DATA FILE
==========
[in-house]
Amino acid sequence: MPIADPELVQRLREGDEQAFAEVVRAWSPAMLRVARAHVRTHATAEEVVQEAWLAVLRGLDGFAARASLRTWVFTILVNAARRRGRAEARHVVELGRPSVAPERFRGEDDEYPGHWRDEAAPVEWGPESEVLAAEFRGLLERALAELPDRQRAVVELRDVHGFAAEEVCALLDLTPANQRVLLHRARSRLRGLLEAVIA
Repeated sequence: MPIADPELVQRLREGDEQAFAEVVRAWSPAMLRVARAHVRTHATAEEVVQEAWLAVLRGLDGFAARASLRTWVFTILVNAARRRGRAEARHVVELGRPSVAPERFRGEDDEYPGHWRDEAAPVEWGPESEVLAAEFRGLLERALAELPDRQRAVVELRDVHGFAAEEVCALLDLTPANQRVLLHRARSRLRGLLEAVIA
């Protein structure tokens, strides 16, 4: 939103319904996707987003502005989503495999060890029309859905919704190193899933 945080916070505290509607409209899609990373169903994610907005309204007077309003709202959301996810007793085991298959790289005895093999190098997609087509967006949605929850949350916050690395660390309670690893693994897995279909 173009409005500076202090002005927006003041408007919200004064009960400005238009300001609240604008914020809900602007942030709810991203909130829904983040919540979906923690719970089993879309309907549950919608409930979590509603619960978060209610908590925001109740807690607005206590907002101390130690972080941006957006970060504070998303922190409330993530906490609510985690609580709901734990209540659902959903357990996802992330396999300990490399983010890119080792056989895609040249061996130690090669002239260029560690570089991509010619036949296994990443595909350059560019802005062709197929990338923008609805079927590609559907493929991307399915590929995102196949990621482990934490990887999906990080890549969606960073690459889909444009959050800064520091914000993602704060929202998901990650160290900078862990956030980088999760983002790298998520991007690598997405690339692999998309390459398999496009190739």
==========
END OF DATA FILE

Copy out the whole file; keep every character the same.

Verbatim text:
[in-house]
Amino acid sequence: MPIADPELVQRLREGDEQAFAEVVRAWSPAMLRVARAHVRTHATAEEVVQEAWLAVLRGLDGFAARASLRTWVFTILVNAARRRGRAEARHVVELGRPSVAPERFRGEDDEYPGHWRDEAAPVEWGPESEVLAAEFRGLLERALAELPDRQRAVVELRDVHGFAAEEVCALLDLTPANQRVLLHRARSRLRGLLEAVIA
Repeated sequence: MPIADPELVQRLREGDEQAFAEVVRAWSPAMLRVARAHVRTHATAEEVVQEAWLAVLRGLDGFAARASLRTWVFTILVNAARRRGRAEARHVVELGRPSVAPERFRGEDDEYPGHWRDEAAPVEWGPESEVLAAEFRGLLERALAELPDRQRAVVELRDVHGFAAEEVCALLDLTPANQRVLLHRARSRLRGLLEAVIA
């Protein structure tokens, strides 16, 4: 939103319904996707987003502005989503495999060890029309859905919704190193899933 945080916070505290509607409209899609990373169903994610907005309204007077309003709202959301996810007793085991298959790289005895093999190098997609087509967006949605929850949350916050690395660390309670690893693994897995279909 173009409005500076202090002005927006003041408007919200004064009960400005238009300001609240604008914020809900602007942030709810991203909130829904983040919540979906923690719970089993879309309907549950919608409930979590509603619960978060209610908590925001109740807690607005206590907002101390130690972080941006957006970060504070998303922190409330993530906490609510985690609580709901734990209540659902959903357990996802992330396999300990490399983010890119080792056989895609040249061996130690090669002239260029560690570089991509010619036949296994990443595909350059560019802005062709197929990338923008609805079927590609559907493929991307399915590929995102196949990621482990934490990887999906990080890549969606960073690459889909444009959050800064520091914000993602704060929202998901990650160290900078862990956030980088999760983002790298998520991007690598997405690339692999998309390459398999496009190739």